My friend said that Gwyneth, despite her, ahem, evidently limited screentime, is a standout, which surprised him, but then, he doesn’t watch “Glee,” which I feel actually contains her best work since “Shakespeare in Love.”


  • 21 8-28-2011 at 3:45 pm

    JJ1 said...

    Brett, well that was pretty great right there, thank you. :)

    When I asked Kris if he could drop a subtle/cryptic hint or clue on his opinion of ‘Contagion’. His brief, and very unlike Kris response was “No”.

    That means he either can’t say anything, OR, he didn’t care for it. I don’t/won’t dig deeper.

    Your “but because, like you, I feed on the screening buzz behind awesome-seeming fall movies like it’s candy, and I thought you’d like to know what the screening buzz is in this case.” —- is awesome. Thank you for that, too. haha

    On Gwyneth, I’ve actually only ever liked her in ‘Shakespeare in Love’, ‘The Talented Mr. Ripley’, ‘Proof’, and ‘Glee’.

    Thanks again on your take.

  • 22 8-28-2011 at 4:48 pm

    Brett Buckalew said...


    Glad to help! :)

    Mostly agree on the Paltrow list, but personally, I would also add “The Royal Tenenbaums” and “Hard Eight.” And I think most of her weaker performances are in movies that would suck with or wihout her presence (i.e. “A Perfect Murder”).

  • 23 8-28-2011 at 4:58 pm

    Evan said...

    Anne, I agree about “Moneyball.” After “The Tree of Life” and “The Artist,” it’s my favorite trailer of the year. I could easily be let down, but it has piqued my interest.

    On the other hand, I was not taken by the trailer for “The Ides of March”– the movie seems so unoriginal. Also, as much as I love Ryan Gosling, he’s not believable to me as a political operative. He’s just too laid back as a person and it shines through in his acting and showed in that trailer in my opinion. But we’ll see…

  • 24 8-28-2011 at 5:22 pm

    Kristopher Tapley said...


    My response to David was all about his comment in the wake of Warrior, less about what I think of this particular film.

    Don’t hurt yourselves, guys.

  • 25 8-28-2011 at 6:15 pm

    Brett Buckalew said...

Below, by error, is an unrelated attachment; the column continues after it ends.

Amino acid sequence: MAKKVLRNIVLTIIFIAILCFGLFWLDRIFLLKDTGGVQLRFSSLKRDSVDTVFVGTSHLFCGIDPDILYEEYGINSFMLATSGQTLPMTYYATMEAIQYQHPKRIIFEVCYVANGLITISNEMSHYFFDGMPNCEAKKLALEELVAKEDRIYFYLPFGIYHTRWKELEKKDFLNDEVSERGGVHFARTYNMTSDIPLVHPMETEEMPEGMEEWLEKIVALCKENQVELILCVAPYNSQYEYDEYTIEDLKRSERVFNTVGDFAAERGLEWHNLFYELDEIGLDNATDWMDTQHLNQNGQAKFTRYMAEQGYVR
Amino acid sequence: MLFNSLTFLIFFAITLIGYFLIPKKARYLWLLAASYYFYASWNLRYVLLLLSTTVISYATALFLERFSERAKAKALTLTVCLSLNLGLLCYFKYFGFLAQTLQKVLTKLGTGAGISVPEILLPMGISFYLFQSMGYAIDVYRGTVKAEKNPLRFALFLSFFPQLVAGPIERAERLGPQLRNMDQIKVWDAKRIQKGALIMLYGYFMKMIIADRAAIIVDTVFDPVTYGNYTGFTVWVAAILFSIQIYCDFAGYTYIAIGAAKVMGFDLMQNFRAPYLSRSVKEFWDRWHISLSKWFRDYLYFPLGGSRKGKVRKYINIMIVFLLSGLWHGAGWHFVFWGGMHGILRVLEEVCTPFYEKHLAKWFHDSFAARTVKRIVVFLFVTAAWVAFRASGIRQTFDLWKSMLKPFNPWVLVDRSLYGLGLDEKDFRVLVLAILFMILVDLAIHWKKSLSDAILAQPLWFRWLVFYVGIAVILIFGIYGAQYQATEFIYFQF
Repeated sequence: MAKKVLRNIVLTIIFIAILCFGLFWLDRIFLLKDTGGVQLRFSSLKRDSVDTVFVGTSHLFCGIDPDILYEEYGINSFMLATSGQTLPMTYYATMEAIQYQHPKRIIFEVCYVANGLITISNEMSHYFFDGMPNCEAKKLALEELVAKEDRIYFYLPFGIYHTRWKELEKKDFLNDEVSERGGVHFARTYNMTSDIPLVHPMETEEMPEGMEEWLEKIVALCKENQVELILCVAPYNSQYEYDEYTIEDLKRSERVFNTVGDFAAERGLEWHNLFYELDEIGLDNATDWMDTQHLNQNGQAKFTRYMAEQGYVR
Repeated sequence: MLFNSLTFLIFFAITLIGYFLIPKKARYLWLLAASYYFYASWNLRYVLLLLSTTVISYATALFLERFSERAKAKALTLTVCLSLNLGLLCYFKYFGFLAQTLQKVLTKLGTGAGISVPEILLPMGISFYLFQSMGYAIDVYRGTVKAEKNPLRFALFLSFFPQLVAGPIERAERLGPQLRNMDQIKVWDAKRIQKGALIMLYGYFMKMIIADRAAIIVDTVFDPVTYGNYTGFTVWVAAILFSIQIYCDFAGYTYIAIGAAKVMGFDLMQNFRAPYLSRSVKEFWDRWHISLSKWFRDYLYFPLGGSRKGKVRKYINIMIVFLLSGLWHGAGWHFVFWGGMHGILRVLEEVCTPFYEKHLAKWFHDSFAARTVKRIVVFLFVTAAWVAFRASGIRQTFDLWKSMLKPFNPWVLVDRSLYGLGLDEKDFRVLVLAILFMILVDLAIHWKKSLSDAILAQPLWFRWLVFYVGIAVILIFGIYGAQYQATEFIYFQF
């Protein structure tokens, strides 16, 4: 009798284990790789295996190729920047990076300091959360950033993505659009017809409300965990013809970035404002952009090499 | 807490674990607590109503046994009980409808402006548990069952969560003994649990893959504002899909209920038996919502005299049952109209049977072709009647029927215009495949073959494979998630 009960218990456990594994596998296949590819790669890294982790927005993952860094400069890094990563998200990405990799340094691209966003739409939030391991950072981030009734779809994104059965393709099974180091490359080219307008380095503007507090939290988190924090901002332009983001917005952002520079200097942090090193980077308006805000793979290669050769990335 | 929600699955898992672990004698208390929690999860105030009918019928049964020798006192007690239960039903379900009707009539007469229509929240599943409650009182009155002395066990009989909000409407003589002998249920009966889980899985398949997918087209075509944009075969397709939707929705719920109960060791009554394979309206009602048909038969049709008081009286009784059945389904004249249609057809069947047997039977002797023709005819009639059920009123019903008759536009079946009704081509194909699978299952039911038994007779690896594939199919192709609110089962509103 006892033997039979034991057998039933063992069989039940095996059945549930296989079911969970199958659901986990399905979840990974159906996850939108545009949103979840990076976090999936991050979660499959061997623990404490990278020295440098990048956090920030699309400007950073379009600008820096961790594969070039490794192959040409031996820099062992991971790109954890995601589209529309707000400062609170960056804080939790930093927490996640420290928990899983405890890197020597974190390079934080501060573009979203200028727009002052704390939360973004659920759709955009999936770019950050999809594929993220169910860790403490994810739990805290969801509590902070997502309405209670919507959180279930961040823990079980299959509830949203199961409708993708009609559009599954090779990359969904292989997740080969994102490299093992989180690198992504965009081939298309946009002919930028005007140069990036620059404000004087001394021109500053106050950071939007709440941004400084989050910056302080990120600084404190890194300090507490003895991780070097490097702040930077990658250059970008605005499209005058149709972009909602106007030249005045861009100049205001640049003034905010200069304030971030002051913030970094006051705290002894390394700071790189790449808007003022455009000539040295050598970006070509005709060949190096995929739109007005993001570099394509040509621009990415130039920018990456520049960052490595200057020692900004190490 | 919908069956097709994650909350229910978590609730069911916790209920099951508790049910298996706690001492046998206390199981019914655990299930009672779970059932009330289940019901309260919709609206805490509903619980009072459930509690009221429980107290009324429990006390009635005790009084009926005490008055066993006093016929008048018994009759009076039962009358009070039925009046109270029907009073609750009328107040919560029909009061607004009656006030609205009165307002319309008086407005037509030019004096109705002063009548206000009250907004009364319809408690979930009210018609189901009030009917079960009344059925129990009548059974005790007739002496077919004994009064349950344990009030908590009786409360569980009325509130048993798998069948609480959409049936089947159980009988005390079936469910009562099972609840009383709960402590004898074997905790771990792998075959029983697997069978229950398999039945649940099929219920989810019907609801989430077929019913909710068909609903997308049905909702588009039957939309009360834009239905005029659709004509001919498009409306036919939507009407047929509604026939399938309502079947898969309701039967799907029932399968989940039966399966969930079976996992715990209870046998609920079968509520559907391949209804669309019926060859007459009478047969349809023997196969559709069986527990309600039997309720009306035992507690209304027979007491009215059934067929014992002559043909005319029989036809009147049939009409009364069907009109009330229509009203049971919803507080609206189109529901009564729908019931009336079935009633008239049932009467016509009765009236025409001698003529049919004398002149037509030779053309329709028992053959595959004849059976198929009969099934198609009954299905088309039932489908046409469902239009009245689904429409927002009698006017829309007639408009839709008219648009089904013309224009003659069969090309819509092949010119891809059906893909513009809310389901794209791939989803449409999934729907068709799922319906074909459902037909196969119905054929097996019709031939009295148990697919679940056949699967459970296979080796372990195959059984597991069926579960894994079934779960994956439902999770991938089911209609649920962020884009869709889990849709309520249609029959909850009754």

Sigh. I actually thought I’d look like an asshole if I specified the tweet in question, but now that I’ve angered a respected colleague, I have to revert to damage-control mode. Your tweet to Poland was this:

    Don’t go overstating another film

    And there was the hashtag #warriorredux. So inarguably there is a second particular film BESIDES “Warrior” that you feel Poland is overstating. Combined with one of Poland’s followers guessing “Contagion” as the film he loved, and the knowledge that “Contagion” screened for some press early in the week, I figured that was why it’s “fair to surmise” (I choose my words very precisely) that you were less of a fan of “Contagion” than Poland.

    I felt I bent over backward in explaining that I had no malicious intent and didn’t want to upset you, but obviously I did a craptacular job of that. Please accept my sincere apology and keep up the good work.


  • 26 8-28-2011 at 8:06 pm

    Kristopher Tapley said...

    It’s possible to think someone is overstating something and yet not harbor any personal negative feelings toward the thing in question.

    You read too much into it. The point being made was that Poland has a tendency to foam at the mouth regarding perfectly fine films he loves, setting an unreasonably high expectation.

    Simple as that.

    And yet now I’ve gone and inadvertently called something “perfectly fine” when I’d prefer to save my feelings for a more in-depth consideration.

    You didn’t anger me. Just went a bit too far based on very little info. I’m flattered to have my Tweets parsed, regardless.

  • 27 8-28-2011 at 8:55 pm

    Brett Buckalew said...


    Gotcha. Please let the record show, though, that I never said “Kris has negative feelings toward ‘Contagion,'” or anything remotely to that effect. What I specifically said was it seemed you were “decidedly not” a “huge fan” of it, which is apparently accurate.


  • 28 8-28-2011 at 9:31 pm

    Kristopher Tapley said...

    Stop the presses.

  • 29 8-28-2011 at 10:10 pm

    Brett Buckalew said...


    I’ve hardly said anything to warrant that snarky a response.

    You write for a site that caters to geek obsessives who get excited about forthcoming projects from their favorite directors. I’m one of them. And since I’m a freelancer who’s not on many screening lists and not covering any of the fall fests, I have much more in common with them in terms of access than I do with you. So, like them, I become geekily obsessive over advanced buzz on highly anticipated movies. JJ1 inquired about a piece of buzz that you were in no position to share with him, so since I’m uencumbered by embargo-related restraints, I thought I’d share it with him. There’s nothing wrong with that. It’s par for the course for this kind of site, and if the positions were switched, I’d want JJ1 to do the same for me.

    I made a logical inference that you weren’t as in love with “Contagion” as David Poland, and I turned out to be right. No big deal. It doesn’t reflect positively on me just as surely as it doesn’t reflect negatively on you. It’s just geek gossip at the end of the day.

    The possibility that you liked but didn’t love “Contagion” was still there in what I wrote. I didn’t say, “there is a chance that he could still admire the movie but just not adore it,” because I get the impression that no one here is so stupid they need to be reminded of that. I mean, regular readers know from your “Warrior” review that you didn’t *hate* that movie or anything, so why would they automatically assume from what I wrote that you would hate the movie your tweet compared it to?